Many people will avoid all reports on this film until they see it to avoid spoilers. Unlike the previous film’s pivotal moment, there are no shockers here. Sure, there are surprises that will delight the fans, but even knowing what might happen won’t take away the enjoyment of when it actually does. I’m more disappointed in what the film doesn’t address. There are holes left open and other secrets that are almost revealed but then saved for the next film in this trilogy. I can guess where this is all headed, and it’s just sad that Johnson didn’t deliver some juicy knowledge along with the plethora of characters, vehicles, creatures and other fodder for future LEGO sets.

The familiar elements continue to make this feature feel like home. John Williams delivers a score that features key themes for characters like Luke and Leia while mixing in newer sounds to accompany the action and drama. The special effects are phenomenal, even throwing in background characters where none are needed and filling the field of vision with elements to delight the eye, especially in Snoke’s throne room, a First Order launch bay and a red-tinged cavern during a chase scene. The Porg bird creatures will divide audiences. Some will cringe at the memory of the Ewoks, while others like me want a plush toy or a Furby-like version yesterday. The new AT-AT walker called the AT-M6 surpasses the original with the way that it walks like a gorilla with the sleek head of a cat (maybe a tiger). If you want a cantina scene, a casino takes its place with all sorts of gamblers and hangers-on.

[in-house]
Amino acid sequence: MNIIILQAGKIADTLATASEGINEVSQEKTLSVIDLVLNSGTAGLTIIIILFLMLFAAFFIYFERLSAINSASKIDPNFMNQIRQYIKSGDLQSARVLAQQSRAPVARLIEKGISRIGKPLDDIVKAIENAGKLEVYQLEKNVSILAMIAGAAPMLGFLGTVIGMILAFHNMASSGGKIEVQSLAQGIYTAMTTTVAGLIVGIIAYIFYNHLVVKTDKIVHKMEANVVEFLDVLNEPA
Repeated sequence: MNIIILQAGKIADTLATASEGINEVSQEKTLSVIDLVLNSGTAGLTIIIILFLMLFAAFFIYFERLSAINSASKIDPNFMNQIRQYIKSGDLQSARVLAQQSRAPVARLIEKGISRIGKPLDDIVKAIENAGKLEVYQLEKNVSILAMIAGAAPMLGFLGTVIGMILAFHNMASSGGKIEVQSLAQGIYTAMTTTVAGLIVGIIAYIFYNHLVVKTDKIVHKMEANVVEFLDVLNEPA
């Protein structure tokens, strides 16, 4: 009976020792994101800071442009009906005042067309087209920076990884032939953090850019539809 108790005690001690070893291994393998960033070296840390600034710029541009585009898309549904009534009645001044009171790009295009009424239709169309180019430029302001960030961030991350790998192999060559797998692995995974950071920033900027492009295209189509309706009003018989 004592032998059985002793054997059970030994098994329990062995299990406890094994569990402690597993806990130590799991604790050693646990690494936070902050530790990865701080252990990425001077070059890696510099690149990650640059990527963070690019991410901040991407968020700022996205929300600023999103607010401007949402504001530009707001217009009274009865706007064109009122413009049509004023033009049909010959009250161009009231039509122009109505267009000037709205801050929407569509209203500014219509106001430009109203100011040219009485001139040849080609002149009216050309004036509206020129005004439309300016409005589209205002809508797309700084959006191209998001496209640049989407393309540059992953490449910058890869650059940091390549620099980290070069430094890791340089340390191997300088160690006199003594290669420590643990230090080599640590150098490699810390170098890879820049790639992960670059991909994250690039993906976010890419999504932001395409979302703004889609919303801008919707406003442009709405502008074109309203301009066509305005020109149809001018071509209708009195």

You know that you’ll see this movie multiple times, and there will always be parts that you trudge through and others that you savor. I hope that the conclusion of this trilogy bounces back and delivers the goods. The direction of certain characters demands it. People praise The Empire Strikes Back as one of the best movie sequels. Star Wars: The Last Jedi doesn’t rise to that level, but the proper third act will bring focus to the key moments that stand out above the noise.

Star Wars: The Last Jedi Movie Shot